In anticipation of a Kickstarter campaign for my company LiftUp, I’ve spent the last four months obsessed with the site. Before then, like many, I knew Kickstarter only as that quirky crowdfunding site that helped make innovative (or bizarre) ideas a reality, like Coolest Cooler and the potato salad one.
Cut to now, and I’m not sure I’d still describe it that way.
Not to say the projects aren’t innovative anymore. They still are. But I no longer think that Kickstarter is a true ‘crowdfunding’ platform. Here, I’m going to define ‘crowdfunding’ as a funding process whereby a large number of people give a small amount, as compared to more traditional funding paths, like self-funding, venture capitalists, and debt. Implicit in ‘crowdfunding’ is the assumption that these products don’t exist and that it’s only because of ‘the crowd’ that they get created.
I say this because recently I’ve seen more and more companies using Kickstarter not as a crowdfunding platform, but as a pre-order store.
(To be clear, since I was focusing on the ‘technology’ category, my argument focuses on tech products. But, I’m also seeing it happen for physical products of all types.)
Take the first Pebble, which brought in over $10M in Spring of 2012. Before then, though, Pebble could raise only a relatively small investment ($375K) and ran the risk of going under. Kickstarter was their best, if not only, option for becoming a real company. They threw a Hail Mary, and 69K backers caught the pass.
As with many Kickstarter projects, the time to deliver was longer than expected, taking around a year for some. But, this is not unusual for ideas that are going from prototype to mass production. In fact, it should be expected that the wait is 6+ months.
Transport to Feb of 2015 and you see Pebble launching a campaign for Pebble Time, which finished with over $20M and nearly 80K backers. The earliest shipments were for May, about 2 months from the campaign’s end. To have confidence in such a timeline, Pebble must have already built the product.
In that case, is it fair to say Pebble Time was a true crowdfunding campaign? Or did Pebble use Kickstarter more as a pre-order platform to create buzz?
As it’s not fair to extrapolate with one use-case from a year ago, here are some other high-profile examples of companies that straddle the crowdfunding/pre-order divide:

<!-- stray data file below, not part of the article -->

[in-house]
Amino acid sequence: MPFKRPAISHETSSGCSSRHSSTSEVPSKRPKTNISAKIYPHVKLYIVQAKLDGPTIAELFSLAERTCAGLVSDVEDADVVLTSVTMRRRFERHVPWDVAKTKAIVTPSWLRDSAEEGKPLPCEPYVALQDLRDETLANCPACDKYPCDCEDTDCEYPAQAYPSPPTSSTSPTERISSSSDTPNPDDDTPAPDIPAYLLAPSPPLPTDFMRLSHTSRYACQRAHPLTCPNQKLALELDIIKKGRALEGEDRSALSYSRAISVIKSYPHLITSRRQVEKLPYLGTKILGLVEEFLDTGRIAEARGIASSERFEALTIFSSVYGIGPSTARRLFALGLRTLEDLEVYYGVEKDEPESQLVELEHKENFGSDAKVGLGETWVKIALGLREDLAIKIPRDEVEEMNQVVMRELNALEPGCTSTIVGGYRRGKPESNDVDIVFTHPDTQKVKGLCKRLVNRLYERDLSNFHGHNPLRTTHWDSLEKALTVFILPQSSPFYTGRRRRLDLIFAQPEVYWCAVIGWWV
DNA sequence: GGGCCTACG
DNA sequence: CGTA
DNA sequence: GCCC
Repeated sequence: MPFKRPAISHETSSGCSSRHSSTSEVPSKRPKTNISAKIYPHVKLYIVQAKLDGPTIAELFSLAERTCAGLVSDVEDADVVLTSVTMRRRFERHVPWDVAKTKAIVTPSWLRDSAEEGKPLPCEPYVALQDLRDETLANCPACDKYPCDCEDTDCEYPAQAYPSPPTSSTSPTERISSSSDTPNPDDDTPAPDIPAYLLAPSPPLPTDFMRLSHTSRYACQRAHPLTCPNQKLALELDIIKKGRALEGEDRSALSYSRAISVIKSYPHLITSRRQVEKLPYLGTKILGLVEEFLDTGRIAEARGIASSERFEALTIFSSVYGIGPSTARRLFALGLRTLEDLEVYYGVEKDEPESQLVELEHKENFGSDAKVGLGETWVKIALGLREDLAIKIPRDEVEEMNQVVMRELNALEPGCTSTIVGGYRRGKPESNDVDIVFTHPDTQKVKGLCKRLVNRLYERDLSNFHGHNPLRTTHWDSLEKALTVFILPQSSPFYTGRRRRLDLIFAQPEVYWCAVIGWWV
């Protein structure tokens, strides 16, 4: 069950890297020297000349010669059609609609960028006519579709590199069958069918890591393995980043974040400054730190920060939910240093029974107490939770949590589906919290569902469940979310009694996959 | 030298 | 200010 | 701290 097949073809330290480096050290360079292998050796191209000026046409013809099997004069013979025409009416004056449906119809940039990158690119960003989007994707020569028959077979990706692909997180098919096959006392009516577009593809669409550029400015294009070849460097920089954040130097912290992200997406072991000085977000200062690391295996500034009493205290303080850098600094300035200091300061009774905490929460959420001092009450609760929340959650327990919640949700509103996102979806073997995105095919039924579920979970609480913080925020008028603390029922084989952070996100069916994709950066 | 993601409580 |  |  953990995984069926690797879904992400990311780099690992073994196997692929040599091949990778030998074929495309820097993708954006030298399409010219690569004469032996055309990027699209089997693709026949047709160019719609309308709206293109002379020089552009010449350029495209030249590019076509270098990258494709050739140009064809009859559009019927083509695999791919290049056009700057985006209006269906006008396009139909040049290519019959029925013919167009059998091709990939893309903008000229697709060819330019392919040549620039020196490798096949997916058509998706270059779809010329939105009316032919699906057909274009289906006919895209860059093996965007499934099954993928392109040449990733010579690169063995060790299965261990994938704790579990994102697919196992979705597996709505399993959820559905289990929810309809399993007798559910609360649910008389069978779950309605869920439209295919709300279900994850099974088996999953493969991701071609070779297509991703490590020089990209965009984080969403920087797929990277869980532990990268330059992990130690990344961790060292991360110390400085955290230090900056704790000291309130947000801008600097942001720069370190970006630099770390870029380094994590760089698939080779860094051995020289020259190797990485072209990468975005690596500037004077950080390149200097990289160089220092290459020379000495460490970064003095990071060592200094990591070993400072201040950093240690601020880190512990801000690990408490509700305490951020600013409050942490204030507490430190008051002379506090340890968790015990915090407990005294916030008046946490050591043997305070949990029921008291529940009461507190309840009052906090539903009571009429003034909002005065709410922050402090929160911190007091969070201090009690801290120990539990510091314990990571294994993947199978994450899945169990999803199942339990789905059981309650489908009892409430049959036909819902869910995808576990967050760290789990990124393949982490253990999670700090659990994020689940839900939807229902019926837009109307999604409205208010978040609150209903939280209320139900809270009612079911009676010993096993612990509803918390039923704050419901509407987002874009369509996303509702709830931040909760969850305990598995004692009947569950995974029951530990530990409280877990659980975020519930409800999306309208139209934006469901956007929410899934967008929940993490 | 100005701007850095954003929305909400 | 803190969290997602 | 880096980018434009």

- SpeedX Leopard — Launched on 3/23/2016, they reached over $1M in less than 8 days and are on track (according to Kicktraq) for $3M+. SpeedX is also a VC-backed company, with $10.08M in funding ($8.08M just eight months ago) and 50+ employees. Everything about the bike is awesome, but I don’t think Kickstarter will be the reason SpeedX becomes a real product.
- SoundBoks — They just ended, with 1,559 backers and $784K raised. According to their reward tiers, their earliest shipments are set for this month, April, the same month the campaign ended. I think there’s little room to argue this is anything other than a pre-order campaign.
- Sense — A Top 50 all-time Kickstarter campaign ($2.4M), Sense’s company — Hello, Inc — had already raised $10.5M before running a Kickstarter. While an additional ~25% in pre-orders helps with delivery and market validation, Kickstarter seems more of an opportunistic play than a necessity.
Also — I don’t want to sound like I don’t respect these successful Kickstarters. They are innovative, beautiful, and well-marketed. And these pre-order campaigns are far from a majority of the 700+ tech products currently live (in fact, still only a small percentage).
But the question is, as Kickstarter becomes more mainstream, will we start to see more projects that don’t need Kickstarter, but, instead, are just treating it as a way to get product-launch publicity?
In other words, will Kickstarter’s mission statement morph from ‘We help bring creative projects to life’ to ‘Hey! Check out this cool thing that’s coming out next month’?
Because if that happens, there will be consequences:
- Unreal expectations about delivery: ‘Well, this project shipped the next month. Why is yours taking seven months?’
- Unreal expectations about pricing, too. A best practice for creators is to offer their products at a discount vs retail. Unfortunately, this is also a dangerous practice because (1) it’s way too early to know the exact retail price, especially without knowing what your order quantity is yet, and (2) discounting rewards can lead to trouble (AKA, Coolest Cooler, Ada, Cubii, Zano). But companies that have cash or the product already built can afford this. If potential backers come to expect discounts, this becomes a Catch-22 for smaller companies. Do they not offer a discount and see lower sales, or offer a discount and risk going under?
- Decreased visibility for companies without substantial marketing budgets (which true crowdfunding campaigns likely won’t have), due to (1) higher advertising costs if every Kickstarter campaign is vying for attention, (2) limited press coverage, as there’s journalist fatigue toward Kickstarter, and most hobbyists don’t have $50K to spend on PR firms, and (3) limited organic discovery, since KS’s popularity algorithm incorporates backer volume, which will skew toward the companies with higher budgets.
I love Kickstarter and all it stands for. And I’ve been very happy with our experience (we hit our goal in 2 weeks). My concern isn’t with the present; I just worry that, over time, Kickstarter will start to look and act like a pre-order platform.
Not only will this lead to identity issues for Kickstarter, but it’ll leave behind the innovative hobbyists to whom Kickstarter owes its roots.